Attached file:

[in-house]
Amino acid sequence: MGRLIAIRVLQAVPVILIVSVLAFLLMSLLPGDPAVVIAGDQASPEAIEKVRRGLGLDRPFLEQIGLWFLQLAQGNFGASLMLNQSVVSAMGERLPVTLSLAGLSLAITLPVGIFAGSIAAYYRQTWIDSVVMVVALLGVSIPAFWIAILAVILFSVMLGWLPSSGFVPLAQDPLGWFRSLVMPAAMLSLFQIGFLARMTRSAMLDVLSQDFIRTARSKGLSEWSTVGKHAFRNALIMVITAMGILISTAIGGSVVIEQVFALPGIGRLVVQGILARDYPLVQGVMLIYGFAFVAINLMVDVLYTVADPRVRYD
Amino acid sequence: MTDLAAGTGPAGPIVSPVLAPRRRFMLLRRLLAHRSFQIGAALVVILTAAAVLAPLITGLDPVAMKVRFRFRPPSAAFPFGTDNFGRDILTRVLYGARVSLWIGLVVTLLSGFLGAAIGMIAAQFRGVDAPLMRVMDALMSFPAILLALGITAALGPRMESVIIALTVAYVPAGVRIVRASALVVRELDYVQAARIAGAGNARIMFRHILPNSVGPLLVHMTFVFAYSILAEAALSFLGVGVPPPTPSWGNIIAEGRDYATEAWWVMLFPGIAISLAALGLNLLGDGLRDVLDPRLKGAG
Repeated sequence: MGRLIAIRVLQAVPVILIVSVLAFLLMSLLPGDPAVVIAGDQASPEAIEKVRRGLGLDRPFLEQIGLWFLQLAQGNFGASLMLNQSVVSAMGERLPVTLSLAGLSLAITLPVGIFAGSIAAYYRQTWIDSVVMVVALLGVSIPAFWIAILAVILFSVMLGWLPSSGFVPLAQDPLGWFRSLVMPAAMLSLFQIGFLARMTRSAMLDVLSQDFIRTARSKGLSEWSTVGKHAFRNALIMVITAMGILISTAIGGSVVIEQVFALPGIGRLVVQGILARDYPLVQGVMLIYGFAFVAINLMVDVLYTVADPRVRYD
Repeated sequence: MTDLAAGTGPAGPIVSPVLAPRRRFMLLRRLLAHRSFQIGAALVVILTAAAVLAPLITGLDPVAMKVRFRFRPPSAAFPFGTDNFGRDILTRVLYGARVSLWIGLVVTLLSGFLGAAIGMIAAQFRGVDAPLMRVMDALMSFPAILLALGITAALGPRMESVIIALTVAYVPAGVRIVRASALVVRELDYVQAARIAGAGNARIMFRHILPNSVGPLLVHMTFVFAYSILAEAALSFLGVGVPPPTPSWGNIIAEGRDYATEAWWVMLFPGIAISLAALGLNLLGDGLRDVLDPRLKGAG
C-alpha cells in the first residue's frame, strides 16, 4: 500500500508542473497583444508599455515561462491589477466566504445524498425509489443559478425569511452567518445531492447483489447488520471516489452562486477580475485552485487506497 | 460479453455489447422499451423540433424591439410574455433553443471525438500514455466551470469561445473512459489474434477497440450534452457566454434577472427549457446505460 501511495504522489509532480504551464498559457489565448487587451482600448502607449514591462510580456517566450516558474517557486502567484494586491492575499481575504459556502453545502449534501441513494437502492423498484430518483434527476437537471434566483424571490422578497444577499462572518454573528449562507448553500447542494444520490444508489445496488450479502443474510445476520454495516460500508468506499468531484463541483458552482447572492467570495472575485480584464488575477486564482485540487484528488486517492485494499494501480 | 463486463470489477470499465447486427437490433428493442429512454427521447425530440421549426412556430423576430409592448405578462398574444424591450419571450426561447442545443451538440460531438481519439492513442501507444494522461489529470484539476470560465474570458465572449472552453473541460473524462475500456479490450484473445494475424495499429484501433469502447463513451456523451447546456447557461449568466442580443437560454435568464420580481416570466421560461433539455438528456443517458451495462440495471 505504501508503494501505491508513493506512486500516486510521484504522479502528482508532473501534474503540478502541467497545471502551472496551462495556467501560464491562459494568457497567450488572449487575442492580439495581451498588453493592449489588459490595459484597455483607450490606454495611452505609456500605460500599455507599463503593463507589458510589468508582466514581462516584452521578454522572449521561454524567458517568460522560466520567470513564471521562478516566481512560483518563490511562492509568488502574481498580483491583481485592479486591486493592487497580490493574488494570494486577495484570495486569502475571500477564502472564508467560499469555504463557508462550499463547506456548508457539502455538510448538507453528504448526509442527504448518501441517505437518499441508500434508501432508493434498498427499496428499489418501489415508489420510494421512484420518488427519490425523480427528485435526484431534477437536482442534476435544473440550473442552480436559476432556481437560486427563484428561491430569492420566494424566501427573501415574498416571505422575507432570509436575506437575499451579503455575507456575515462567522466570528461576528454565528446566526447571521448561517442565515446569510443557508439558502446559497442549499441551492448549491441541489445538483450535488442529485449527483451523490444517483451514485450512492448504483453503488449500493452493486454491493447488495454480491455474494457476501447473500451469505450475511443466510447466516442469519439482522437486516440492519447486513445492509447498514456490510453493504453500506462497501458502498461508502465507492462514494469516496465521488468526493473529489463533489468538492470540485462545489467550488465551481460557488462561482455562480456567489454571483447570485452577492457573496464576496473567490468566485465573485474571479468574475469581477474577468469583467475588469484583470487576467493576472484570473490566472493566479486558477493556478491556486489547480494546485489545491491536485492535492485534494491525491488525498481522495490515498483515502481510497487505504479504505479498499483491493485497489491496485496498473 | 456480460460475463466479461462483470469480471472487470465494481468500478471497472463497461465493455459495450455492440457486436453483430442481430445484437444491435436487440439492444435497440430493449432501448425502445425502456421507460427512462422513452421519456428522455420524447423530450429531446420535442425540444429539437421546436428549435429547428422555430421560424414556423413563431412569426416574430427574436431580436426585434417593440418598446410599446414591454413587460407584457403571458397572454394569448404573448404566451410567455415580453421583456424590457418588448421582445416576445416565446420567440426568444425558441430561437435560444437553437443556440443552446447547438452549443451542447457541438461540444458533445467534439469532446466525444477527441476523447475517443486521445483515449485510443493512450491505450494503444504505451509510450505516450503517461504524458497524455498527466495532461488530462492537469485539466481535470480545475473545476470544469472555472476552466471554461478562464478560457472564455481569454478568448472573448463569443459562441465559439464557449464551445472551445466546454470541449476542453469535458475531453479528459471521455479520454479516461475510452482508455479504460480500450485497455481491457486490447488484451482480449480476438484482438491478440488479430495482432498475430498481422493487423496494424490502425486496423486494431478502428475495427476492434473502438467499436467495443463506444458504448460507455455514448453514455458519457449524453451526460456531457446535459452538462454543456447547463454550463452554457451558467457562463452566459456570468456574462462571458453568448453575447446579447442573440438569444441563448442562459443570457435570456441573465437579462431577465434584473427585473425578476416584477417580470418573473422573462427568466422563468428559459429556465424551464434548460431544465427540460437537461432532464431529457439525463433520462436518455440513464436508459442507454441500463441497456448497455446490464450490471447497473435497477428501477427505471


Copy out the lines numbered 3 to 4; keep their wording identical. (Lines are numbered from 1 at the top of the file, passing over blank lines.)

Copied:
Amino acid sequence: MTDLAAGTGPAGPIVSPVLAPRRRFMLLRRLLAHRSFQIGAALVVILTAAAVLAPLITGLDPVAMKVRFRFRPPSAAFPFGTDNFGRDILTRVLYGARVSLWIGLVVTLLSGFLGAAIGMIAAQFRGVDAPLMRVMDALMSFPAILLALGITAALGPRMESVIIALTVAYVPAGVRIVRASALVVRELDYVQAARIAGAGNARIMFRHILPNSVGPLLVHMTFVFAYSILAEAALSFLGVGVPPPTPSWGNIIAEGRDYATEAWWVMLFPGIAISLAALGLNLLGDGLRDVLDPRLKGAG
Repeated sequence: MGRLIAIRVLQAVPVILIVSVLAFLLMSLLPGDPAVVIAGDQASPEAIEKVRRGLGLDRPFLEQIGLWFLQLAQGNFGASLMLNQSVVSAMGERLPVTLSLAGLSLAITLPVGIFAGSIAAYYRQTWIDSVVMVVALLGVSIPAFWIAILAVILFSVMLGWLPSSGFVPLAQDPLGWFRSLVMPAAMLSLFQIGFLARMTRSAMLDVLSQDFIRTARSKGLSEWSTVGKHAFRNALIMVITAMGILISTAIGGSVVIEQVFALPGIGRLVVQGILARDYPLVQGVMLIYGFAFVAINLMVDVLYTVADPRVRYD